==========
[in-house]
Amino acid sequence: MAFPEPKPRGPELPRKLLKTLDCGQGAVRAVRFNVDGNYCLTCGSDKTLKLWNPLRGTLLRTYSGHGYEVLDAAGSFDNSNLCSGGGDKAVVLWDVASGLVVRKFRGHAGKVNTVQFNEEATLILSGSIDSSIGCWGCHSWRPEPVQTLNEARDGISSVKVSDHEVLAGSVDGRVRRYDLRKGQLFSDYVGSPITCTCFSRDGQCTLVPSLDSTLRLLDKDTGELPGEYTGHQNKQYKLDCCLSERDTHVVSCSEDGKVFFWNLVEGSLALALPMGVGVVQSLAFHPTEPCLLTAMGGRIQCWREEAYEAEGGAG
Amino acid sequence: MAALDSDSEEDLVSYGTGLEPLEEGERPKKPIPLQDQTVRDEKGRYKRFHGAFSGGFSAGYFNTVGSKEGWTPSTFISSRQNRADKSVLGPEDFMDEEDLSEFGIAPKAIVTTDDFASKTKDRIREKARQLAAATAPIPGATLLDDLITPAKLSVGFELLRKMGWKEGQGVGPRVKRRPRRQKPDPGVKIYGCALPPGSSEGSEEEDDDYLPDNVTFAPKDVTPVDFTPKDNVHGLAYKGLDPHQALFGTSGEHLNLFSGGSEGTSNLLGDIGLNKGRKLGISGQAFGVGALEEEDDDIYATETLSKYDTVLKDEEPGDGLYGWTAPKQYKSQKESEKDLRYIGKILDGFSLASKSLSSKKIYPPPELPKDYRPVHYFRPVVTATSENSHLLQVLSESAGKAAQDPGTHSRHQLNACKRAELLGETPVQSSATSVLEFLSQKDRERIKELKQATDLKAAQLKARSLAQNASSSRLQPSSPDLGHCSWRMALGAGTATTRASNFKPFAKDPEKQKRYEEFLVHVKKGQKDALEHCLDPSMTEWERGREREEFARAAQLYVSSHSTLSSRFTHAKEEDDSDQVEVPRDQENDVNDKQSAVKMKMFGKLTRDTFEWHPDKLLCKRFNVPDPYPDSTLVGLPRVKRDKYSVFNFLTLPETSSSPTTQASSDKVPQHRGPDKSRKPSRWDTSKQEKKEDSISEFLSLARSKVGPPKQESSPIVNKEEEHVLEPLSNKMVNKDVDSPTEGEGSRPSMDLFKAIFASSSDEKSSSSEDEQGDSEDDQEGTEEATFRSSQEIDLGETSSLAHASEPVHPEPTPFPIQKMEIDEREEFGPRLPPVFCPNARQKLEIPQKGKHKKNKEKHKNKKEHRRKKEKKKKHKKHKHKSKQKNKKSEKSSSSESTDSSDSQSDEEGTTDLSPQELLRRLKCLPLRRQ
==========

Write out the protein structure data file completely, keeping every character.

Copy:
[in-house]
Amino acid sequence: MAFPEPKPRGPELPRKLLKTLDCGQGAVRAVRFNVDGNYCLTCGSDKTLKLWNPLRGTLLRTYSGHGYEVLDAAGSFDNSNLCSGGGDKAVVLWDVASGLVVRKFRGHAGKVNTVQFNEEATLILSGSIDSSIGCWGCHSWRPEPVQTLNEARDGISSVKVSDHEVLAGSVDGRVRRYDLRKGQLFSDYVGSPITCTCFSRDGQCTLVPSLDSTLRLLDKDTGELPGEYTGHQNKQYKLDCCLSERDTHVVSCSEDGKVFFWNLVEGSLALALPMGVGVVQSLAFHPTEPCLLTAMGGRIQCWREEAYEAEGGAG
Amino acid sequence: MAALDSDSEEDLVSYGTGLEPLEEGERPKKPIPLQDQTVRDEKGRYKRFHGAFSGGFSAGYFNTVGSKEGWTPSTFISSRQNRADKSVLGPEDFMDEEDLSEFGIAPKAIVTTDDFASKTKDRIREKARQLAAATAPIPGATLLDDLITPAKLSVGFELLRKMGWKEGQGVGPRVKRRPRRQKPDPGVKIYGCALPPGSSEGSEEEDDDYLPDNVTFAPKDVTPVDFTPKDNVHGLAYKGLDPHQALFGTSGEHLNLFSGGSEGTSNLLGDIGLNKGRKLGISGQAFGVGALEEEDDDIYATETLSKYDTVLKDEEPGDGLYGWTAPKQYKSQKESEKDLRYIGKILDGFSLASKSLSSKKIYPPPELPKDYRPVHYFRPVVTATSENSHLLQVLSESAGKAAQDPGTHSRHQLNACKRAELLGETPVQSSATSVLEFLSQKDRERIKELKQATDLKAAQLKARSLAQNASSSRLQPSSPDLGHCSWRMALGAGTATTRASNFKPFAKDPEKQKRYEEFLVHVKKGQKDALEHCLDPSMTEWERGREREEFARAAQLYVSSHSTLSSRFTHAKEEDDSDQVEVPRDQENDVNDKQSAVKMKMFGKLTRDTFEWHPDKLLCKRFNVPDPYPDSTLVGLPRVKRDKYSVFNFLTLPETSSSPTTQASSDKVPQHRGPDKSRKPSRWDTSKQEKKEDSISEFLSLARSKVGPPKQESSPIVNKEEEHVLEPLSNKMVNKDVDSPTEGEGSRPSMDLFKAIFASSSDEKSSSSEDEQGDSEDDQEGTEEATFRSSQEIDLGETSSLAHASEPVHPEPTPFPIQKMEIDEREEFGPRLPPVFCPNARQKLEIPQKGKHKKNKEKHKNKKEHRRKKEKKKKHKKHKHKSKQKNKKSEKSSSSESTDSSDSQSDEEGTTDLSPQELLRRLKCLPLRRQ